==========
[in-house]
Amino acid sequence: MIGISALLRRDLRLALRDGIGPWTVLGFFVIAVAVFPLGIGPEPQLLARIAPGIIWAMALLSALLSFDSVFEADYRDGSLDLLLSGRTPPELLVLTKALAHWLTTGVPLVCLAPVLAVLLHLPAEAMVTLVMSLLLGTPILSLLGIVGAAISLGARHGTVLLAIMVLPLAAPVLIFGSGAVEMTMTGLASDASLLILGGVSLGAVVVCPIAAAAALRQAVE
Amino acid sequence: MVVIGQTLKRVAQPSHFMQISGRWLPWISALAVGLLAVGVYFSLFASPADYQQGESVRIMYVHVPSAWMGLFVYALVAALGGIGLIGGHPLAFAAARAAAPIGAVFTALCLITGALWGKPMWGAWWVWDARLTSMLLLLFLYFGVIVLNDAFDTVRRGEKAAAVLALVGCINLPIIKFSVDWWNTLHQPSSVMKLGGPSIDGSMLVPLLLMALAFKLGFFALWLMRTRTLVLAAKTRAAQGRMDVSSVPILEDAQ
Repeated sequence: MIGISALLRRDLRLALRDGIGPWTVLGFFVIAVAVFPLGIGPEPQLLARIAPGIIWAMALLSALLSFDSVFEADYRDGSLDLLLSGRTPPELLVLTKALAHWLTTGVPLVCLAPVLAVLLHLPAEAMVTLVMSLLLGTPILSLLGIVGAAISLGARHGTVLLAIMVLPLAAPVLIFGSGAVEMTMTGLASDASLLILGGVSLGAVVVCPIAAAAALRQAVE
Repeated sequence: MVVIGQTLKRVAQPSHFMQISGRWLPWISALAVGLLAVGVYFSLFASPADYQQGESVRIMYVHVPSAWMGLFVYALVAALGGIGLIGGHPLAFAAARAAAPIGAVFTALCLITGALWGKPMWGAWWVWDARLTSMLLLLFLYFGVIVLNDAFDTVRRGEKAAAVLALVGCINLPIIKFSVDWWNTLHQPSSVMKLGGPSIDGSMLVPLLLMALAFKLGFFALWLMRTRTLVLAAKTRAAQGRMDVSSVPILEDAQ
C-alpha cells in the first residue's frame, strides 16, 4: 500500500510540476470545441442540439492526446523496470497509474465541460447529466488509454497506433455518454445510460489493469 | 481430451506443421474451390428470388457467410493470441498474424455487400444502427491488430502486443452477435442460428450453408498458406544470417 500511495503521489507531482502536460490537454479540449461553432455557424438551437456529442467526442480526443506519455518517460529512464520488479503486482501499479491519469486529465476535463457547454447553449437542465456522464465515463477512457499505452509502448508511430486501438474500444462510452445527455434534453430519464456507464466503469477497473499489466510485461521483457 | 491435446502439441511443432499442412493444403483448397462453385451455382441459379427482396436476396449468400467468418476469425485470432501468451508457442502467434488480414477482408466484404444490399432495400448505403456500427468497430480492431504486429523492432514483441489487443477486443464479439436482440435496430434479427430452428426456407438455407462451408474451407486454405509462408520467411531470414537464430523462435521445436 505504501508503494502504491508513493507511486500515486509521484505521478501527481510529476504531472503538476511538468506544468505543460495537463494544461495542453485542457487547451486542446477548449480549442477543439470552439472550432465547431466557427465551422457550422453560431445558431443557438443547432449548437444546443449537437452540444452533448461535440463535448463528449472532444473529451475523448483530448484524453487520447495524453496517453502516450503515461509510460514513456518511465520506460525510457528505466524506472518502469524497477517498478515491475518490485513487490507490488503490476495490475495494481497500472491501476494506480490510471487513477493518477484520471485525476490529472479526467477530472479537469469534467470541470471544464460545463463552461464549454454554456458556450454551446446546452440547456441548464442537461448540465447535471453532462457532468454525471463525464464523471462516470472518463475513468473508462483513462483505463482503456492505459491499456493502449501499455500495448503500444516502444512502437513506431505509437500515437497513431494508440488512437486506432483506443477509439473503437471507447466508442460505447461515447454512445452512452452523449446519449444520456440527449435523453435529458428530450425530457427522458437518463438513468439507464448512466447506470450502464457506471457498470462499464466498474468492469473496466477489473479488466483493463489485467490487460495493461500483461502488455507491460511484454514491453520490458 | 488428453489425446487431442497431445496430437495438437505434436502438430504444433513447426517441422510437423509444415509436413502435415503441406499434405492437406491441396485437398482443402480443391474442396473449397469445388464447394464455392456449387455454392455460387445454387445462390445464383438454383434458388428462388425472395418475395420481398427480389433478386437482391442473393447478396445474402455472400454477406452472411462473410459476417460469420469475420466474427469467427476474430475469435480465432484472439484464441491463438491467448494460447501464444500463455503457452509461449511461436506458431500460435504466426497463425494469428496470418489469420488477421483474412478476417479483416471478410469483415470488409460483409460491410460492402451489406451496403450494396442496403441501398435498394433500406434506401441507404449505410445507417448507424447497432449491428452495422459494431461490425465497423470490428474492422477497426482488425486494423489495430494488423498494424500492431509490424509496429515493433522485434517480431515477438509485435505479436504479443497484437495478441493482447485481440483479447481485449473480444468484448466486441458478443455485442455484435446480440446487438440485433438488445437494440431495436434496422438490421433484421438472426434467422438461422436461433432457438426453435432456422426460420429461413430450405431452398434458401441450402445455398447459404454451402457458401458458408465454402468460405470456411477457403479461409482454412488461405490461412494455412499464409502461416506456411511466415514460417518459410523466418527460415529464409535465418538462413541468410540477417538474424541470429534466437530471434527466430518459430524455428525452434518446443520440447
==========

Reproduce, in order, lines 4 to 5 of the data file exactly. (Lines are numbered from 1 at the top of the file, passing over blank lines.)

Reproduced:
Repeated sequence: MIGISALLRRDLRLALRDGIGPWTVLGFFVIAVAVFPLGIGPEPQLLARIAPGIIWAMALLSALLSFDSVFEADYRDGSLDLLLSGRTPPELLVLTKALAHWLTTGVPLVCLAPVLAVLLHLPAEAMVTLVMSLLLGTPILSLLGIVGAAISLGARHGTVLLAIMVLPLAAPVLIFGSGAVEMTMTGLASDASLLILGGVSLGAVVVCPIAAAAALRQAVE
Repeated sequence: MVVIGQTLKRVAQPSHFMQISGRWLPWISALAVGLLAVGVYFSLFASPADYQQGESVRIMYVHVPSAWMGLFVYALVAALGGIGLIGGHPLAFAAARAAAPIGAVFTALCLITGALWGKPMWGAWWVWDARLTSMLLLLFLYFGVIVLNDAFDTVRRGEKAAAVLALVGCINLPIIKFSVDWWNTLHQPSSVMKLGGPSIDGSMLVPLLLMALAFKLGFFALWLMRTRTLVLAAKTRAAQGRMDVSSVPILEDAQ